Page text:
Day 27 started with carrying the bikes out of the campground due to the number of thorns on the ground! We must look like we’re very precious about the bikes… but we’ve fixed enough punctures due to the spikey little buggers thanks! The initial strip of bitumen didn’t last long and 20km into the day we were back into sandpits again – one after the other with only brief respites between. A stop to see Lasseter’s Cave was a welcome break – imagining spending 23 days holed up in a cave with little to no food or water in Jan of 1931 – SO hot!
Plenty of km’s to go still, so onwards till a lunch stop on the side of the road with a view over Mt Fagan. Tony rescued a thorny devil from the road while we continued to battle the ‘sand canal’ for the final push to Irving River. A handy flat spot next to the dry, sandy outback river bed was home for the night with some dingo’s howling in the distance as we turned in.
Day 28 – The first 20km saw us walking more than we would like – but after the last couple days of battering neither of us wanted to do battle with the road and so when it was too soft or too rough we simply got off and walked to the next firm section. Comical relief arrived as Craig tried to eat a muesli bar … it held out for 30 seconds of one handed attempts to open it and then when finally yielding, a caravan rumbled past and the first bite came with a liberal coating of dust – mmmm extra crunchy! Finally we had enough of the road and switched to mountain bikes, engaging all suspension to give our bodies a break from the pounding. Wouldn’t you know it – a km later we came to some roadworks and the detour tracks they had built were 100x better than any of the last 200km of road – we sailed along for the next 5km. From here the day turned somewhat social – first a chat with a grader operator, then a chat over the radio with some of the crew and the supervisor inviting us to stop in at their camp for lunch! So, we had our first air-conditioned and more importantly fly-free lunch in weeks!!! Several of the crew stopped in for a chat and we’d like to give a big thanks to the crew at Black Cat Civil – especially Andrew, Amanda, Alex and Joel – for their hospitality and the generosity of the team’s donations to the cancer charities.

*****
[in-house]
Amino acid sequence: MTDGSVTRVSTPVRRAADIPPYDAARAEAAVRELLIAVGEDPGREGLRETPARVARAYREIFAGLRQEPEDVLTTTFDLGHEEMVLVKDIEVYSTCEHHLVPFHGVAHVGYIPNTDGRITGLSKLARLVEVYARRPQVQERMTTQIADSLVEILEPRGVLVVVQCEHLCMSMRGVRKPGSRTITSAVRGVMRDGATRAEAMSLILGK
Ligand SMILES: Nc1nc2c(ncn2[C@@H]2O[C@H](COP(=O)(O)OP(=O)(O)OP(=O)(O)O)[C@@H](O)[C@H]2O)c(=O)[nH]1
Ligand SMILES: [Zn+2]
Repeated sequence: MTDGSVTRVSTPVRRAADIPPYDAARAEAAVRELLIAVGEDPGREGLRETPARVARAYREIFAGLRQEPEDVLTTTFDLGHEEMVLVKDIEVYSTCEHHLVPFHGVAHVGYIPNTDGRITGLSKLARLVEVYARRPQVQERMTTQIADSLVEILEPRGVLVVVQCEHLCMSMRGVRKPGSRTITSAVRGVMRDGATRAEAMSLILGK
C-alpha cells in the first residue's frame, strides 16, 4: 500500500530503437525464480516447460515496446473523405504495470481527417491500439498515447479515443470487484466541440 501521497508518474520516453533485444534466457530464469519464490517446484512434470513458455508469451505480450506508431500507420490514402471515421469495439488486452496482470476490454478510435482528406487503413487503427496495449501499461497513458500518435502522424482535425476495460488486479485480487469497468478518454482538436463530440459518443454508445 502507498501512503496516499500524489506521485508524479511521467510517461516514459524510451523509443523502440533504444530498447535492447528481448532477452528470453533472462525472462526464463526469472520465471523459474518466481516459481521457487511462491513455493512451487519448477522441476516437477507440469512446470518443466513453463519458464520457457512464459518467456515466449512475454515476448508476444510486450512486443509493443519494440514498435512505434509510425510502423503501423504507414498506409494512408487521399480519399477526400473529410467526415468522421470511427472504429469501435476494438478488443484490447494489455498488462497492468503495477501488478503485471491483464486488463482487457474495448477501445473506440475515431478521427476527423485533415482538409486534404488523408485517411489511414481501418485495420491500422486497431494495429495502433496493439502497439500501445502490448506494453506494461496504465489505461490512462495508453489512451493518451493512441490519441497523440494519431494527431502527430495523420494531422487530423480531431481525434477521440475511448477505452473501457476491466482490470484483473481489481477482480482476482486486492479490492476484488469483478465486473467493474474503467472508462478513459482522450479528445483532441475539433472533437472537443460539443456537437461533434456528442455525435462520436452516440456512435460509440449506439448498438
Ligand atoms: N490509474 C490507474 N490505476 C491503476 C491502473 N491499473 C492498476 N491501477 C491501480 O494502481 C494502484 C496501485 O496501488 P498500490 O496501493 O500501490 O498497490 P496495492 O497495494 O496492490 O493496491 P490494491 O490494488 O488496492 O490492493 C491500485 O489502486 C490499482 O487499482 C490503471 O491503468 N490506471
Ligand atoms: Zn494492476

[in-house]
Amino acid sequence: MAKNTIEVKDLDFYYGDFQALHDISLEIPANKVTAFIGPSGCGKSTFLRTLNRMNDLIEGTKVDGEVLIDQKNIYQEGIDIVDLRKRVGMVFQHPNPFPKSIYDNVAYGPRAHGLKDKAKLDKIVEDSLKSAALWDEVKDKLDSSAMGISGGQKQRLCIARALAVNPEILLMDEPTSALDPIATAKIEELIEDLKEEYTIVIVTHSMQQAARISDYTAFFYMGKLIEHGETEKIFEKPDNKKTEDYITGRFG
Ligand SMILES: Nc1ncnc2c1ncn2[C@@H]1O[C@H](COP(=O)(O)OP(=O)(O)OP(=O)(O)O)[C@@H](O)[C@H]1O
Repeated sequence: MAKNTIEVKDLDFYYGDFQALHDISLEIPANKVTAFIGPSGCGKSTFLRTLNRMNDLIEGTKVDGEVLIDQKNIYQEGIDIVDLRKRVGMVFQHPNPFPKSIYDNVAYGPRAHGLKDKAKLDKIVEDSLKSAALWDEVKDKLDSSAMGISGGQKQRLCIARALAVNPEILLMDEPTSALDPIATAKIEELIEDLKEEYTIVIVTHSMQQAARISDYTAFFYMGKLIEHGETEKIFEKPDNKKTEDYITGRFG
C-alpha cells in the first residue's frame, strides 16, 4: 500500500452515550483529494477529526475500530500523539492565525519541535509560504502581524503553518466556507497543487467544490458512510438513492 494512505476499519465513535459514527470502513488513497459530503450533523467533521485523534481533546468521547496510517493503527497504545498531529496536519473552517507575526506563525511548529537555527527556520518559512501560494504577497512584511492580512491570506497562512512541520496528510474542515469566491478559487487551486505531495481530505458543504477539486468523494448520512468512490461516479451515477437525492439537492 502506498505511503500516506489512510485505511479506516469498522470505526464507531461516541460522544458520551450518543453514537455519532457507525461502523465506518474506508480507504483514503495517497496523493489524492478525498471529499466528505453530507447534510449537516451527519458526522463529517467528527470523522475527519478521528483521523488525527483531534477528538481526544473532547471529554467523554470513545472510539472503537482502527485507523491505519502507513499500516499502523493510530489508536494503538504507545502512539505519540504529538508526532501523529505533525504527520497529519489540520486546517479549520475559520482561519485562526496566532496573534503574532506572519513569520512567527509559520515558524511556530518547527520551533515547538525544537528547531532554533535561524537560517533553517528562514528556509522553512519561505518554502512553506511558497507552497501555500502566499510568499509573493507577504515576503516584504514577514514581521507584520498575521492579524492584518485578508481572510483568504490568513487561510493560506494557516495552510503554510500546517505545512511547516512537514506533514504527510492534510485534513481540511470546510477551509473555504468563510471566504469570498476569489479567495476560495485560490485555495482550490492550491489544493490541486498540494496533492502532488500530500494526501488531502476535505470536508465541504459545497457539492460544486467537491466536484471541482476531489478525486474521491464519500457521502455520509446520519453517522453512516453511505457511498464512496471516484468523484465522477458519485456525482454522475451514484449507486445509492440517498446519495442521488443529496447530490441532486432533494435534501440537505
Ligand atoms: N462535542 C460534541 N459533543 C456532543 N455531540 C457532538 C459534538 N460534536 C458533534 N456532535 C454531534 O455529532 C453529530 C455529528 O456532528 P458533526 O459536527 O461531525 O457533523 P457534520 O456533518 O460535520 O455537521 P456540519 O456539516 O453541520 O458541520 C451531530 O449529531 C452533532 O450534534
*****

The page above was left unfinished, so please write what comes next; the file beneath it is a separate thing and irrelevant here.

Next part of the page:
Thankfully the Black Cat graders had been over the rest of the road till the bitumen started and we were finally able to get a good steady roll on. On Alex’s recommendation we stopped at a comms tower just off the road where we had an amazing view of Kata Tjuta (The Olgas). We found the old Black Cat camp clearing (from previous work) as our camp for the night outside the National Park – stopping a bit earlier than normal. Climbing the adjacent dune gave us more views and a chance to watch some budgies scavenging for seeds around the clumps of grass and spinifex.
Day 29 – Mountain bikes on the rack, out with the gravel bikes for an all bitumen day – Woohoo!! We rolled out of the old camp for a steady ride along the bitumen. We stopped at the Kata Tjuta dune viewing platform for some more pics and got our first sight of Uluru off in the distance.
A quick roadside stop after 32km to fill water bottles and the crew went ahead to secure a campsite in Yulara. With it being so busy out here, the normal sites are all booked out and you just have to turn up and get in line for the overflow sites. This is essentially just a big flat sandy paddock behind the main camping area. The views kept improving as we got closer to Uluru and we rolled in to Yulara before noon – immediately identifying the coffee shop!!
After a delicious coffee and cake at Kaluta Academy Café (which is part of an indigenous training program), we found the crew at camp and located the washing machines to get started on chores. With all the laundry washed and dried before sunset we had one less thing to do tomorrow on ‘rest day’! Dinner at ‘Geckos’ with a beer and chicken Parmi followed by dessert of brownie cheesecake and churros with choc fudge and ice cream.
A really big thank you for your comments and messages of support and encouragement – they really do help us after tough days. When we are out of phone range (which is most of the time so far) we do look forward to the next chance to read them.